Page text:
The Galley Café

The Barge/MV Confiance, Lanyon Quay, Belfast

Opened, May 2011 – Closed, September 2013

Largely as a result of partisan politics and the sectarian conflict, poor urban planning in Belfast throughout the 1990s and 2000s has led to a fragmented and segregated city, built with its back to the river.

Built as a response to this poor use of the river, and as a direct consequence of our previous House Hunt explorations, The Galley Cafe was a permanently moored cafe-bar-venue onboard a Dutch coal barge. We wanted to generate discussion about, and set a precedent for, other activity on and around the water.

We approached the project as we would the realisation of an exhibition or any site specific intervention. Researching and developing the concept, fundraising, designing and fabricating, selecting collaborators including a business partner, makers, artists and artisans. We commissioned and co-ordinated a 2 year programme - promoted poetry, participated in festivals, hosted discussions, wakes and weddings. The curatorial agenda was present in the quotidian through programming smaller elements, menus and music.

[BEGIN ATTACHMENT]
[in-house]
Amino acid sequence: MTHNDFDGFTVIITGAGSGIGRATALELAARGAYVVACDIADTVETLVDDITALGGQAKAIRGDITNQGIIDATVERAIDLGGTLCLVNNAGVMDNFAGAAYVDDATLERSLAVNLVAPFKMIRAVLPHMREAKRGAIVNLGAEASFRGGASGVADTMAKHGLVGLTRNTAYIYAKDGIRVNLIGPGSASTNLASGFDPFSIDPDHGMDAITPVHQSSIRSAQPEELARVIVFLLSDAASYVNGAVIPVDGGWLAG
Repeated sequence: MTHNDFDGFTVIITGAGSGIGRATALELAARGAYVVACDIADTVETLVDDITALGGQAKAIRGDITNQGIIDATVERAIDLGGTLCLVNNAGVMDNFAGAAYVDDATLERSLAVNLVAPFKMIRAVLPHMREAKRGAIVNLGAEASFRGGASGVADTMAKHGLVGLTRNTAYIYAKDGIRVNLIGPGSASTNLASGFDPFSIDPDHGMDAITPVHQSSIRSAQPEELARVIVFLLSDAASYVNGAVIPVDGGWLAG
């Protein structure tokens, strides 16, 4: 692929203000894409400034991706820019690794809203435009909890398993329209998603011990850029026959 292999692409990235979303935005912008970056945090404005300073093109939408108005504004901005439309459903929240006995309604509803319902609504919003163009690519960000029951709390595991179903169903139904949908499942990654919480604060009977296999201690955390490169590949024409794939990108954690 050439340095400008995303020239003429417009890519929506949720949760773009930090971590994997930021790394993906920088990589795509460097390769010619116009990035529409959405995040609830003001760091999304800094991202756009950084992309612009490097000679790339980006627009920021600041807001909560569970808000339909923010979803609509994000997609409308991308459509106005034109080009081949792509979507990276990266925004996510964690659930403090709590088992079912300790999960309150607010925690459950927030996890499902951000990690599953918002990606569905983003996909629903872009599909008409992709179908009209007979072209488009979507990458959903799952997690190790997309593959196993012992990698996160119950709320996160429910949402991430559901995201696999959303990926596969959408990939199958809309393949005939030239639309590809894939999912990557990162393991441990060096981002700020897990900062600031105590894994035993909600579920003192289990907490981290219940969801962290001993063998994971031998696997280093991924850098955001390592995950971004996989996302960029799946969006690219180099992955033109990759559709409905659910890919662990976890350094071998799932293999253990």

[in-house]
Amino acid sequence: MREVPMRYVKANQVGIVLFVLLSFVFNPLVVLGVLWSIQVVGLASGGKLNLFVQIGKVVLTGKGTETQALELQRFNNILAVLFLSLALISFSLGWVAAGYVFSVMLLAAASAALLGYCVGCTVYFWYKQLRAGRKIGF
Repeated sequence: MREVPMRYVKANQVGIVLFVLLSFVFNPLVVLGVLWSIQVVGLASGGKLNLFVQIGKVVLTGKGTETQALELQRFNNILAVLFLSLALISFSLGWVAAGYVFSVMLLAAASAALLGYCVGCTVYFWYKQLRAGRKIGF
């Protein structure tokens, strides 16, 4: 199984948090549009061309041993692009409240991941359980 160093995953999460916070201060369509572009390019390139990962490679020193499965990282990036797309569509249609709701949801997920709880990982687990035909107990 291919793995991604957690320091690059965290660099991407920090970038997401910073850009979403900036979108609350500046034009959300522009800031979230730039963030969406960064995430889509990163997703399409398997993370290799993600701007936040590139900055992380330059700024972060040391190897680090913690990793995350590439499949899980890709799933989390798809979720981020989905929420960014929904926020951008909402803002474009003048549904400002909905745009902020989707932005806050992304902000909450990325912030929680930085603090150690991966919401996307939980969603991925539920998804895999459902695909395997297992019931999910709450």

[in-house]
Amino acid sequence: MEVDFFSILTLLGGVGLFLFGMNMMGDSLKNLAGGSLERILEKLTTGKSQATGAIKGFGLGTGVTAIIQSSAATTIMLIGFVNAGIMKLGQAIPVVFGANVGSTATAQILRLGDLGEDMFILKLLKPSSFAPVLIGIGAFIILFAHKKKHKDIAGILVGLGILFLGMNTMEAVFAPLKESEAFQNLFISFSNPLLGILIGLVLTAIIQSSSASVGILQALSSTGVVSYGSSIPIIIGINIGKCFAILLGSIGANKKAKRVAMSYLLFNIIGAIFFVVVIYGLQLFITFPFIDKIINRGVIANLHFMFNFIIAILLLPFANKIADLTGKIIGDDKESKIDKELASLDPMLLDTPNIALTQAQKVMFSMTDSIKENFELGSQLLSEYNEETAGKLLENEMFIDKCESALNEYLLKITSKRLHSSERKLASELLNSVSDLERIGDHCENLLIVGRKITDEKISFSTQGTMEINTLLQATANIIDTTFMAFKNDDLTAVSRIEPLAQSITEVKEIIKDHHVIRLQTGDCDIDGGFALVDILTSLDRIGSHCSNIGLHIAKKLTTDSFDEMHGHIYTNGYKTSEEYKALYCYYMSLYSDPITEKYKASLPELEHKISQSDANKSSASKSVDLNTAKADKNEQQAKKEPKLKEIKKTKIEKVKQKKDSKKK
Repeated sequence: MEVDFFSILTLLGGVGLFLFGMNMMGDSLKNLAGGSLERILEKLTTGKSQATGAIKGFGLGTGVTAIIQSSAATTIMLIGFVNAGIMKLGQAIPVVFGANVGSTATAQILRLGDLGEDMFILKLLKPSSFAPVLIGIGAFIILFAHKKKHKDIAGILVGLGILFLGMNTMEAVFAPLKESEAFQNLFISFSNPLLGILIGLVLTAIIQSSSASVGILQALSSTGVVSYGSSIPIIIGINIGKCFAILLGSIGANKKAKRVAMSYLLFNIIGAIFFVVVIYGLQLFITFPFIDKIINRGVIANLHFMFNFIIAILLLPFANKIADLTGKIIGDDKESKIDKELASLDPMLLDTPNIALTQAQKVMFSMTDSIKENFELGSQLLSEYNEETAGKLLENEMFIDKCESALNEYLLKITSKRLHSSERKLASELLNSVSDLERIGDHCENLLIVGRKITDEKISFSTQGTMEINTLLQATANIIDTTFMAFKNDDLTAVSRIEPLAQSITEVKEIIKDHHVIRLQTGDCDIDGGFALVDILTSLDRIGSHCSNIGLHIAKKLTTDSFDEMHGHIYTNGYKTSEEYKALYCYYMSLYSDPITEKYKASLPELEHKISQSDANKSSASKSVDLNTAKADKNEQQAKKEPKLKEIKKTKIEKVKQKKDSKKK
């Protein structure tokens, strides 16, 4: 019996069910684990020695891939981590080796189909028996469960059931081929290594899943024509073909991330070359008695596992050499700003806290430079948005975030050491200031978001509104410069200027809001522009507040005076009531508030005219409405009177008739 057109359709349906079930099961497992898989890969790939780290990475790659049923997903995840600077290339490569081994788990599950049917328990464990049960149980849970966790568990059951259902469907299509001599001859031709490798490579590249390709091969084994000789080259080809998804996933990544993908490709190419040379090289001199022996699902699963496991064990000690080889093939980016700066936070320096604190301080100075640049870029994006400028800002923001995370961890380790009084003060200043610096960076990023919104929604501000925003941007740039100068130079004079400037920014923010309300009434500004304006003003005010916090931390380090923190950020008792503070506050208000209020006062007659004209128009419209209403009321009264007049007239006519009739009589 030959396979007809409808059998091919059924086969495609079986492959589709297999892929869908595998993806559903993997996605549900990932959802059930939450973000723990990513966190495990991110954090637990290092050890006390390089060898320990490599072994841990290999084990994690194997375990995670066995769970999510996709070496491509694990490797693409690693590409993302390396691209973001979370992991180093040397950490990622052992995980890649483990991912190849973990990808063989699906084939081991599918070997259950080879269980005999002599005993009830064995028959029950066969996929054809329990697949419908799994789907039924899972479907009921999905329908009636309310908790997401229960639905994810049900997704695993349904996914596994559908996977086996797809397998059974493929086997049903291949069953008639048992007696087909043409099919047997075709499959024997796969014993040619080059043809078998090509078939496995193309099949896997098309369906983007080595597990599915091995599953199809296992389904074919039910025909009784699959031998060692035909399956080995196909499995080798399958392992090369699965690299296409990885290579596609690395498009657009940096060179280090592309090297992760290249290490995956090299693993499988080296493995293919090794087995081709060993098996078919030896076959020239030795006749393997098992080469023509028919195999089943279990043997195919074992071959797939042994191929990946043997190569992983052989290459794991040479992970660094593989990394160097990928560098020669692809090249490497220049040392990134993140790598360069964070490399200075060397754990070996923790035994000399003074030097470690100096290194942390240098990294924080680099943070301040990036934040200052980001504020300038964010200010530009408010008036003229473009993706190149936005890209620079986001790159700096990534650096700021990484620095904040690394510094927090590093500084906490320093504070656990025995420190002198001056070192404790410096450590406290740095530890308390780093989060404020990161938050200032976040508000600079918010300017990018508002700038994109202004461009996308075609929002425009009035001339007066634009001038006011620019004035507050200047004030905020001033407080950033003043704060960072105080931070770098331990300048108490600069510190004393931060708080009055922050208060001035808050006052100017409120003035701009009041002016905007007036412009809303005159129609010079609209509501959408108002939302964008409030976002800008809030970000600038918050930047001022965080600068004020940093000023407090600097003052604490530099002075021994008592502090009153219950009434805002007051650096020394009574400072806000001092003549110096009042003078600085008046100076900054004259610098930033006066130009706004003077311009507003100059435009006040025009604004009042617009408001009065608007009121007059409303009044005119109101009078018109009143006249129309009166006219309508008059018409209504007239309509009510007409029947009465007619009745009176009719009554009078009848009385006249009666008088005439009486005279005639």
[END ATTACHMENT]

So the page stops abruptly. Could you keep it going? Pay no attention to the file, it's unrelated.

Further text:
We had to fund this project privately, which raised a number of tensions for us theoretically and forced us to consider where we and the wider arts sector were placed in terms of private development and gentrification. We were the licence holders, the company directors, the employers, the bartenders, the artists.

The Galley Café was an attempt to dramatise certain dynamics and problems in the city. It was a means of bringing into focus the dysfunctions and opportunities in post-peace-process, post-crash Belfast. As progressive thinkers and problem solvers, artists have a valid and lasting role to play in the urban development of Belfast. The approach of taking a commercial enterprise and using it's language to re-imagine city space came directly from our background as curators and artists.

Edit: 2022
Today we would recognise this as a Placemaking project within a Regeneration agenda. In reality, at the time, it was a misunderstood public art project that struggled against the idea of itself and the proposed longevity/non pop up nature, of its intervention.